Social media is a new and powerful technology that is changing the way we communicate with each other. But this new method of communication may have serious implications, both good and bad. While businesses have focused on the monetization of social media, and the media has focused on the blurred lines between personal and private information, a much less-publicized issue is how social media can affect an individual’s self esteem.
Social Media: Good or Bad For Self Esteem?
Though it is a new area of study, researchers are becoming more interested in how social media might affect an individual. Interestingly, the findings vary greatly. It does appear, however, that social media has different affects on different generations, and even different genders—with some decidedly negative findings.
For teens, social media is an enormously popular way to interact. However, it can be harmful in some ways. A University of Haifa study found the more time teen girls spend on Facebook, the more likely they are to develop an eating disorder, both due to the self-comparisons against their peers and exposure to pop culture. But both male and female teens may experience “Facebook depression” due to cyberbullying or feeling left out of larger social interactions, warns the American Academy of Pediatrics.
Some college students, on the other hand, may benefit from social media. A Cornell University study found that Facebook can have a positive influence on college students’ self esteem, though this may be because users can shape their “image” and social interactions on the platform tend to reflect that image. However, a University of Houston study found a correlation between those who frequently use Facebook and those who suffer from depression—notably, younger men tended to compare themselves to others, which added to their negative self esteem.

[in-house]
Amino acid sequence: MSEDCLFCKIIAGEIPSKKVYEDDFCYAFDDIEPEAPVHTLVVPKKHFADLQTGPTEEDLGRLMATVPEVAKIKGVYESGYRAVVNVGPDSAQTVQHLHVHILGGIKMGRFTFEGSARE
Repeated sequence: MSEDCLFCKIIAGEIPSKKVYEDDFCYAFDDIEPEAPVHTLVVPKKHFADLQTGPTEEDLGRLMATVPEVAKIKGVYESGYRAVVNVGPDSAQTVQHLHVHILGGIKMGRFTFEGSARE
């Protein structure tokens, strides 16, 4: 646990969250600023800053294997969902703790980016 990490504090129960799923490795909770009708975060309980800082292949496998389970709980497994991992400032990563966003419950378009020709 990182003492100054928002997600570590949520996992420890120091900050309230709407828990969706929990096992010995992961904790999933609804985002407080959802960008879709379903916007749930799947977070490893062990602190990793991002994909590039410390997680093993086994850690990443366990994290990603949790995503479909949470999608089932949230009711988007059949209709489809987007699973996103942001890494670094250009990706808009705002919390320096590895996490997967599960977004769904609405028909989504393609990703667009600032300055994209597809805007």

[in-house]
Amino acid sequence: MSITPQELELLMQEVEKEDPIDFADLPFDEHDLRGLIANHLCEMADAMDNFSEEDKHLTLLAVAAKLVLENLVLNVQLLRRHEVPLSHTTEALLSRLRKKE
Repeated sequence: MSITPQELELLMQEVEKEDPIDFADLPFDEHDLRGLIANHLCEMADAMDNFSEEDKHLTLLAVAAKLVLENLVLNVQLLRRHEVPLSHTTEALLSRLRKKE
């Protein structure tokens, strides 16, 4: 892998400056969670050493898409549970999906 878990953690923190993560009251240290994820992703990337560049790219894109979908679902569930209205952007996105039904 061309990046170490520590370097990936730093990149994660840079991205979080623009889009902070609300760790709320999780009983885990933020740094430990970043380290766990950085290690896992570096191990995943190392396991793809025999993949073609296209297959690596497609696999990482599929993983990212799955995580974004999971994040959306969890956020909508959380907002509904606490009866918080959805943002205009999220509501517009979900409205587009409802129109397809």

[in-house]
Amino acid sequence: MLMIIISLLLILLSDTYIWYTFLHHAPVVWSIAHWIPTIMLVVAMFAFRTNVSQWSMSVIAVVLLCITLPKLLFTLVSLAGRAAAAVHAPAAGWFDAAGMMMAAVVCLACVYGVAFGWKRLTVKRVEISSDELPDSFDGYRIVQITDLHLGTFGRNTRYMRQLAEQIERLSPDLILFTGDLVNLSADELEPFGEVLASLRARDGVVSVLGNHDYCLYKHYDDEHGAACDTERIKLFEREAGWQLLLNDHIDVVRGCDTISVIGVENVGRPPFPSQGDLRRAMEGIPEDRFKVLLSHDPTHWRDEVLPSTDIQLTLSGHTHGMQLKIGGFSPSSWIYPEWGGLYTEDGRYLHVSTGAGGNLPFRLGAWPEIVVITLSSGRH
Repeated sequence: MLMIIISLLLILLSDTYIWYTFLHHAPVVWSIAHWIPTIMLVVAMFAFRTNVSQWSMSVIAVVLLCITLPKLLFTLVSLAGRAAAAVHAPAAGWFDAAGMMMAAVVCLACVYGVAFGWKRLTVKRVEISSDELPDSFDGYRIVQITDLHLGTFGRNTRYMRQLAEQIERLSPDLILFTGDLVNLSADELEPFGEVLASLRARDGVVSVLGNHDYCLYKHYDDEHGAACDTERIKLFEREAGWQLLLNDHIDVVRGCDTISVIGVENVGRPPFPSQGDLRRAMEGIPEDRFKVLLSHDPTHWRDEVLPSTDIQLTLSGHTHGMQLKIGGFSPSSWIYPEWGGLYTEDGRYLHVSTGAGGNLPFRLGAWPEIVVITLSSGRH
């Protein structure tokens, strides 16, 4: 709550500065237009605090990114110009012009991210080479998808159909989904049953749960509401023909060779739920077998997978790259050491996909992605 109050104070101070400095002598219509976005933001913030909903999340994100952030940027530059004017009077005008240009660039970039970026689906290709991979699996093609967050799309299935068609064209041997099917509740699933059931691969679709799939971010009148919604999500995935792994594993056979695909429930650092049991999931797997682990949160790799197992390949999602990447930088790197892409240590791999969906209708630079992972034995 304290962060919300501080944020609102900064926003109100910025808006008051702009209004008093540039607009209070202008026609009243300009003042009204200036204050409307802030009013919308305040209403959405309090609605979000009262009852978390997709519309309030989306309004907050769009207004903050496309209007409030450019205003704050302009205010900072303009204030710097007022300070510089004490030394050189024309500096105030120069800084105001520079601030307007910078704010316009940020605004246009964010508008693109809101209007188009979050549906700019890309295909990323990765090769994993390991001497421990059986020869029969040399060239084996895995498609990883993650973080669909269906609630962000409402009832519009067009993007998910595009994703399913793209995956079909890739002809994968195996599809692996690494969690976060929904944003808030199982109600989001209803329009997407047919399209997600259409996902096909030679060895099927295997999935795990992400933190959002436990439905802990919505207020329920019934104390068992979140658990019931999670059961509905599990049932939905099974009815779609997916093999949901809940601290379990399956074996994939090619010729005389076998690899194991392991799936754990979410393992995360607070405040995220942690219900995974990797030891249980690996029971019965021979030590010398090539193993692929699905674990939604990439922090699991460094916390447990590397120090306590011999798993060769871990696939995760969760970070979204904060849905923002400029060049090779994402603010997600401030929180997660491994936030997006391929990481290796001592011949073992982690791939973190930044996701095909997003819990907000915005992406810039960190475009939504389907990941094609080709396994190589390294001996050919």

For adults, some experts suggest there is a tipping point for healthy social media engagement, not in regards to amount of time spent, but the amount of contacts a person has. According to psychologist Mudra India Mukesh, you should have no more than 354 friends on Facebook. The more contacts you have after that point, the more their achievements and life updates may make you feel inadequate. Mukesh points out that you get a flood of endorphins when you add new friends, but seeing their “happy” updates may cause you to feel depressed.
In addition, more and more attention is being paid to the personality types that engage in social media use. A York University study found those who have either narcissism or lower self esteem tend to engage in more Facebook activity. If you are one of those participants who already suffer from depression or a negative self image and are attempting to engage in social media to attempt to improve these issues, you may end up doing more damage to yourself. According to a study that appeared in Psychological Science, those with low self esteem and a negative world outlook may actually alienate themselves even further by posting negative content that annoys or exhausts their social media contacts.
However, those who do have a healthy self perception but are simply shy or have low social skills may feel more connectedness when using social media, according to a Carnegie Mellon study.
The Jury is Still Out
Though there is no definitive consensus on the benefit or harm of social media, there are certain behaviors that tend to trigger feelings of inadequacy, such as constantly comparing yourself to your contacts. Your best bet, experts agree, is to assess your own feelings when using social media. If you tend to feel envious or depressed, it may be best to limit your time on social media, and limit whose updates you see.